I am using the Faroe Islands’ official tagline as this post’s title because unlike other cheesy taglines, it’s accurate.
We arrived in Torshavn (aka “the world’s smallest capital) on Monday afternoon after a short one hour flight. I thought Iceland’s domestic airport was small (6 gates) until I saw the Faroe Islands airport (2 gates). We took a shuttle from the airport to Torshavn, which was perfect because the driver had no idea where he was going (and no GPS) and it served as a great scenic introduction to the islands. Our host, Tora, was a lovely woman who spent a great deal of time chatting with us and marking off spots on a map. We also spent some time chatting with a nice Danish couple staying in the guesthouse. Since the Faroe Islands are a territory of Denmark, many Danish tourists visit the country. Faroese is the main language of the Faroes, but almost everyone speaks Danish and many speak English as well.
On the plane ride, we read a bit about the Faroe Islands in a magazine. The writer described an island near Torshavn (the capital) as a great retreat from the “hustle and bustle of the capital.” Now keep in mind, the capital has 20,000 residents. We probably saw about ten other people out on our first night when we explored the harbor (the main area). I wonder what the Faroese would think of New York.
On Tuesday, we visited two remote, picturesque villages on the island of Streymoy, the largest of the 18 isles. The islands are very small, but it took us a very long time to drive a short distance due to the phenomenon of “the Buttercup trail.” There are special, extra scenic (I say this because every route is scenic) roads marked on maps for visitors, called Buttercup Trails. Usually, these are one lane roads that allow two-way traffic. They wind through mountains, by the ocean and through other gorgeous landscapes, with sheep surrounding them on both sides.
We drove very slowly on these roads for a few reasons: 1) we stopped frequently to take pictures 2) occasionally sheep crossed the road and 3) we couldn’t drive very fast since there were many hairpin turns and we would have flown off a cliff. There are also several tunnels through the Faroe Islands. The two largest ones are about 2km each and go under the sea. The smallest ones are one lane tunnels through mountains in the pitch black (and they allow 2 way traffic).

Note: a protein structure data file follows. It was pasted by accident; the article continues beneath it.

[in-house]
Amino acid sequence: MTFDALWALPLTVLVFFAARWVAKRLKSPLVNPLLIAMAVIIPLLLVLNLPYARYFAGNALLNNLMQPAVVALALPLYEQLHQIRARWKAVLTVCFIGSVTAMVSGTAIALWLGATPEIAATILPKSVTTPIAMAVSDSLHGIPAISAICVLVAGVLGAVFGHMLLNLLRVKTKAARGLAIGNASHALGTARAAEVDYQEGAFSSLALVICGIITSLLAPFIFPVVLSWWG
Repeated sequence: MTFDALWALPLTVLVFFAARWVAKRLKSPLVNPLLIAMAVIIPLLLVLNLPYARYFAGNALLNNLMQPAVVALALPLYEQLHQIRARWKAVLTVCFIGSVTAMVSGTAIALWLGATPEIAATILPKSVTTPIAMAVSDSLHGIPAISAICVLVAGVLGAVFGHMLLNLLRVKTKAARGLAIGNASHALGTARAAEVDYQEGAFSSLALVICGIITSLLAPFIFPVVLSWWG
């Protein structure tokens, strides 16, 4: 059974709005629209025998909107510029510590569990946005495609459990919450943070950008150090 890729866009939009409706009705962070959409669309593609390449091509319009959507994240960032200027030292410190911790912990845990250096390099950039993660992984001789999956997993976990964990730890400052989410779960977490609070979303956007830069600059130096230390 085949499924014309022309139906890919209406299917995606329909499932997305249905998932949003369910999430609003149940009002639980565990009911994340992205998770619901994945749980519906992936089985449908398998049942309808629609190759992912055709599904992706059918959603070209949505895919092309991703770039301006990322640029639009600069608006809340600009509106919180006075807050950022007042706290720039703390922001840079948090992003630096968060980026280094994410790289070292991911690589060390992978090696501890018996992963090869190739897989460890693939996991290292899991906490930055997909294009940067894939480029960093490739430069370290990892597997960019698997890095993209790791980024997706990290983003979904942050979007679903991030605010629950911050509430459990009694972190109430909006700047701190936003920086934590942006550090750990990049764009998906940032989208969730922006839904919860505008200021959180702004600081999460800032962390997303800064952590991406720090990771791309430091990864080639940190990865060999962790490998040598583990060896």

That evening, we enjoyed a wonderful Faroese meal (braised lamb for two) at Aarstova, a quaint restaurant in an old fashioned house in Torshavn. We had delicious Rhubarb cake for dessert.
On Wednesday, we took a boat ride near the bird cliffs of Vestmanna. Unfortunately, the Puffins migrated at the end of August, so we weren’t able to see them. We did see a bunch of other birds though, and the cliffs were incredible.
Other notable parts of the tour were:
- Seeing an abandoned village on a cliff
- Learning about “meat cliffs” where the Faroese used to hide meat from pirates
- Getting soaked and holding on for dear life when the boat ride got a bit choppier than expected (we were on the top deck)
- Wearing helmets when we sailed between the cliffs to avoid injury from falling rocks
We spent Wednesday and Thursday based in Gjogv, a beautiful village off the beaten path on Eysturoy. One of the best parts about the Faroe Islands was that it didn’t matter where we went; everything was magical and beautiful. A 10 minute walk outside the Gjogv guesthouse resulted in a fantastic view of the cliffs, the ocean, and village below.
On Thursday, we drove to Klaksvik, the second biggest city in the Faroes (population: 4,000) and decided to take the ferry to a small island (Kalsoy) from there. We were able to take the car on the ferry, but it was tiny (about five cars fit on it). The island had one straight road, which we drove along through various villages. One village had a famous “seal-woman” statue near the sea, based on a Faroese folk tale. In another village, we hiked up a small mountain in search of a lighthouse (which we never found). The path was extremely narrow and winding, and the views all the way up the trail were magnificent. We were also walking within feet of tons of sheep.
Throughout the islands, we had a great experience with tourist information centers. They provided free maps, and the employees provided a ton of useful information and answered all the questions we had. It was very impressive how open and accessible such a small country was for tourists. I’d highly recommend visiting the Faroe Islands to anyone, but especially to people visiting Iceland, Denmark, or Norway, as there are direct flights from these countries.